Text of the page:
My Previous Words of the Year
2014 – Gratitude
2015 – Hustle
2016 – Soar
2017 – Contentment
2018 – Outshine
Usually like clockwork, by late November my “Word of the Year” pops in my head and declares itself my testament or self-made promise (for better lack of words.) It will become the word I aspire to be, live by, and the goal I mentally set my standard way of daily living for the follow year. Sometimes the word wakes me up in the middle of the night out of nowhere, while other times it will speak to me as I’m driving down PCH during one of the many beautiful California sunsets we are so well-known for.
Since I was a child there were things I could deeply feel that many adults would flash me the side-eye: 1.) Manifest destiny. From my 1978 Malibu Barbie with the tan lines, I had never visited California, but I could clearly imagine Pacific Coast Highway in a VW convertible driving up the coast of Malibu with the sand, surf, and sun setting behind me. I had this intense feeling as though “my” people were there. MY life was there. I really was not the true “Jersey Girl” filled with NJ pride, loyalty, and Godfather stories like the others in my life. Don’t get me wrong, I still have a hard exterior to crack, but it’s nice in my little bubble filled with hope, love, lifting, and celebrating.
Not too long ago, I made that drive up Malibu coast as an adult. And the sunset resembled more of an Instagram filter than the kind on the other usual days ending in “Y.” That was in the moment I saw the memory of my childhood come to life. Full circle, The moment I realized, “I was finally home.” New Jersey might be where I was born and raised, but sadly, it will never be where my heart is.
2.) Hope. If the question is, “What is a life without hope?” then the answer is, “Just waiting to die.” If there was one word to self-describe myself as a kid it would be hopeful. I was hopeful for everything. A different life, a new life, good grades, new parents, cute boys, good jobs, dear friends, to one day travel, to hopefully settle down and have a family, but most of all I hope with all my might I would be happy. I never lost hope or the will to plot out how I could make my dreams become a reality. Friends thought the endless lists and journals I kept were silly, even assigning me the nickname “Listy,” but what they didn’t know was these were the plans for my the rest of my life. Whom I wanted to become and how I was going to figure that all out.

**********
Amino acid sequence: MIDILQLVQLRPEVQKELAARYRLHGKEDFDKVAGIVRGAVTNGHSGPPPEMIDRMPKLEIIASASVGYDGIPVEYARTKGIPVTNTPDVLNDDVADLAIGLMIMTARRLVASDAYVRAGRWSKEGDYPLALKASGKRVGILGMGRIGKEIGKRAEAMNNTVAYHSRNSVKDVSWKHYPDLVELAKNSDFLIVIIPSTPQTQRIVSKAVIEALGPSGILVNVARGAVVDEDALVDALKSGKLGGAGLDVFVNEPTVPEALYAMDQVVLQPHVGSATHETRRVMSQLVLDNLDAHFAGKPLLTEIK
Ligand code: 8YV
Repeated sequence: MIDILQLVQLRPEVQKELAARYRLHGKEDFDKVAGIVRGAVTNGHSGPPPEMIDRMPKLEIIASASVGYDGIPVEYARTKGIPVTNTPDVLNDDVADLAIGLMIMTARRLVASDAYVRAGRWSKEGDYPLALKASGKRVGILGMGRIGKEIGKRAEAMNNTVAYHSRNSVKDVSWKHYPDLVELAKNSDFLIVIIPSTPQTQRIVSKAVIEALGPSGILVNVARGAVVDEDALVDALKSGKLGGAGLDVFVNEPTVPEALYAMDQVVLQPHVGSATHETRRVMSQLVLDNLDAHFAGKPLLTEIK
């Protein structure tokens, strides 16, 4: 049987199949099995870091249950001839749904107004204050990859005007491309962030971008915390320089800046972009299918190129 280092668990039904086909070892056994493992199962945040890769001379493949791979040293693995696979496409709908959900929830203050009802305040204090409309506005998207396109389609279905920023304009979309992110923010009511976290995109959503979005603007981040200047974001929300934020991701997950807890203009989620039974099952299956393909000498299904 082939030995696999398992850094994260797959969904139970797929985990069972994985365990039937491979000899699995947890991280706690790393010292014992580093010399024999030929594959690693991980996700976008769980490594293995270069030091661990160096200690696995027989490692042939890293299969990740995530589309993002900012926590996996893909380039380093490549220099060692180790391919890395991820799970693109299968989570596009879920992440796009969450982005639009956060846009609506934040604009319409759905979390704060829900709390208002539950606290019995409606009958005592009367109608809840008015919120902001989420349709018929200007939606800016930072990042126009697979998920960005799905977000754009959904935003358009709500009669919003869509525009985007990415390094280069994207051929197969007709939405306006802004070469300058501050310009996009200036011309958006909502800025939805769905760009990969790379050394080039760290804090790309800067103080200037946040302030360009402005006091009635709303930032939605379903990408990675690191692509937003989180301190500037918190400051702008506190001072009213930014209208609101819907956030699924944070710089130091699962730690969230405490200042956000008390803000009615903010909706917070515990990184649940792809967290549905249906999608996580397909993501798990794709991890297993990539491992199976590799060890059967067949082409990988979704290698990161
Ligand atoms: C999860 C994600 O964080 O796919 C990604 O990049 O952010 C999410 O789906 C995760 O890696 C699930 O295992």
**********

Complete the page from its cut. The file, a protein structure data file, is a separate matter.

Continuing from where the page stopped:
3.) I wanted to write my story. “You want to do what?” That’s what I heard. Everything was so darn private, how could their ever be healing when you dare discuss something in the open? But even though I was the one to lose my parents, the adults around me were shroud in pain and shame, so it really wasn’t my story to tell until now anyway. It made me understand at a very early age, “Who cares?” I wasn’t even caught in a scandal, it just felt like one.
Why does anyone give a crap about anyone’s family but their own? Keep your eyes on your own papers people! But the judging in small communities go both ways. People seek to find out reasons weave things into gossip disguised like conversations. The worst part was growing up to think this was normal. That I *should* care what the neighbors think, sitting in the church pew on Sundays was an hour that always gave me a pit in my stomach. I went to parochial school, I knew the key families in town, I knew the kids from school, and I knew a lot more at 7 years old than a primetime soap opera. It would start out by me noticing everyone’s Sunday best clothing. A brooch or a scarf, meticulous hair, or pretty dress week after week, But then you started to notice the small nuances or family dynamics. The same families who made it a point to sit front and center in the pews. Those who would bring up the gifts, and those who would collect the money. These were just mere distractions from Mrs. White giving Mr. White “the look,” or Mr. X and Mrs. Y sneaking glances and smiles when Mrs. X and Mr. Y were shaking hands as a sign of peace.